The mums in my garden have been deliberately planted because of the colorful, cheery blooms they unveil in late summer and early fall. Even though they signify an end to summer, I love that they stick around through the up-and-down weather of autumn. All of my plants have come from planting the potted mums I bought for fall arrangements and then dug into the garden before winter. In this article, I’m going to talk about when to cut back mums during the growing season and whether you should prune them after the blooms fade in fall or wait until spring.
Hardy mums vs florist mums
You can find chrysanthemums at garden centers in the spring, but these late bloomers are most prevalent in displays and on shelves in late summer and early fall for autumn arrangements. Many varieties are hardy down to USDA zone 4 (-30°F to -20°F/-34°C to -28°C).
Chrysanthemums are considered “short day” plants, which respond to the longer nights and shorter days of late summer and early fall to bloom. This is called photoperiodism, which is a plant’s ability to detect to seasonal changes in day length and adapt accordingly.
Mums that are displayed outside, should be hardy mums, which have adapted to outdoor conditions. Check the plant tag to confirm preferred growing conditions. If you see potted mums indoors at a nursery or grocery store, they are likely what’s referred to as florist mums. In the case of these plants, a greenhouse has been used to mimic the short days required for the plants to bloom. Consequently, they have not been exposed to outdoor temperature fluctuations and it’s unlikely they would survive being planted outside.
What to do with your potted mum
Many folks treat even the hardy mums they buy in the fall as annuals, sending them to the compost once they’re ready to move on to a holiday arrangement. But I always try to plant mine in the garden. Or, if I don’t have space, I’ll plant it in an empty raised bed until I know what to do with it in the spring. I’ll dig it in and add a little bit of winter mulch (leaves or straw) around the base. I’ve had great luck with fall mums I’ve planted this way coming back in the spring. But it will depend on your climate and planting area (I tend to have some sheltered spots in the garden). I think it’s always worth a try if you were going to throw it out anyway.
Caring for mums throughout the growing season
Garden mums thrive in full sun areas of the garden with healthy soil and good drainage. (Though I will say there are a couple of stalwart plants in my dry, front yard garden. They thrive and bloom, despite the poor soil and dry conditions.)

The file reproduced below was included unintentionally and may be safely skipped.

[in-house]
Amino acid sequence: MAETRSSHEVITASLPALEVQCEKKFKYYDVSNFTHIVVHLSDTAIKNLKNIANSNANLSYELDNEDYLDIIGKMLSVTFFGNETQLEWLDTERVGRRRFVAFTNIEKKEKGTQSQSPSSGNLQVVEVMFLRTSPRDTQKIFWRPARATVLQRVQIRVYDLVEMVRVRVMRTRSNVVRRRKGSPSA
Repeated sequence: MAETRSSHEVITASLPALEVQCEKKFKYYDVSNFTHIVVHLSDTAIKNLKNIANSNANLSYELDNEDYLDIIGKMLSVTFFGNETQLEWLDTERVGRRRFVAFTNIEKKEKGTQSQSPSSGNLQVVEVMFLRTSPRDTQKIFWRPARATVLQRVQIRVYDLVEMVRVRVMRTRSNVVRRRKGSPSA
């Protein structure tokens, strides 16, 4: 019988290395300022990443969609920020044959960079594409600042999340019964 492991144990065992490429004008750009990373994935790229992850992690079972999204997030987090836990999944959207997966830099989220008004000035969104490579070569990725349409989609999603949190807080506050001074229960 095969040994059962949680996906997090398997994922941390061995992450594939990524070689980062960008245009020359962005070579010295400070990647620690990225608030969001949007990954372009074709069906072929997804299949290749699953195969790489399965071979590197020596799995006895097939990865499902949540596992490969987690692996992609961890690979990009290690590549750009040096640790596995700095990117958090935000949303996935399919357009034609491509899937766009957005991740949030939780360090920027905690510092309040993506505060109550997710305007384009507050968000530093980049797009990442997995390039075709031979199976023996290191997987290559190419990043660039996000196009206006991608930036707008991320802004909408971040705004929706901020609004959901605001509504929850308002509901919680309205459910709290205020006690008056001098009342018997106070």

Once you’ve confirmed your mum survived the winter, there’s not much you need to do throughout the growing season. I’ll give mine an occasional drink if there are periods of drought.
You can also give it a bit of organic, slow-release fertilizer when you’re feeding your other perennials. Adding fresh compost to the garden can also provide nutrients.
When to cut back mums to control the plant’s height
If you find that your mums flop over in the fall under the weight of their blooms, pinch them at least once or twice throughout the growing season. This will encourage more blooms, but also give the plant a shorter stature, so it’s less at risk of falling over.
Before cutting back your mums, wait until they’ve grown to roughly six to eight inches (15 to 20 cm) tall in spring. Take your pruners or sharp scissors and remove an inch or two (2.5 to 5 cm) of the stem. You can also use your thumb and index finger to pinch, like you would with deadheading. You can repeat this technique a couple more times into early summer (around early to mid July). Cutting back mums will encourage more new growth—lateral branching along the stems and hopefully more blooms.
Time your pinching to about three months before bloom time. This is important as some mums bloom earlier than others. If you don’t manage to give your mums a haircut, add plant supports once you see the flower buds start to form. This will prevent them from flopping when they bloom.
The blooms on both potted and garden-planted mums can be prolific, so deadheading can seem like an arduous task. If you see a lot of unopened buds, a few minutes with a pair of scissors can keep your plant looking fresh. Energy will be directed to those unopened blooms.
When to cut back mums after they’ve bloomed
Once the flowers and foliage have died back, the stems of a chrysanthemum will become quite brittle. If you’re planting a potted mum in the hopes it will survive the winter, it’s best to leave the foliage until spring as it acts as a protective barrier. Add some mulch around the base of the plant once the ground starts to freeze to protect the shallow root system. I live on a ravine, so fall leaves are put to work as mulch in all of my gardens.
Leaving the dead stems also helps you to see where the plants are in the spring in the garden. It can take awhile for signs of life. I’ll cut back my mums once I see little shoots of green leaves at the base of the old stems. That means new stems are on the way. You can use pruners or scissors, or even just gently snap the woody stems close to the base. But do be careful if you are cutting back this way by hand. Mums have very shallow root systems, so you could risk inadvertently pulling up the whole plant.
More pruning advice
Find tips on when to cut back: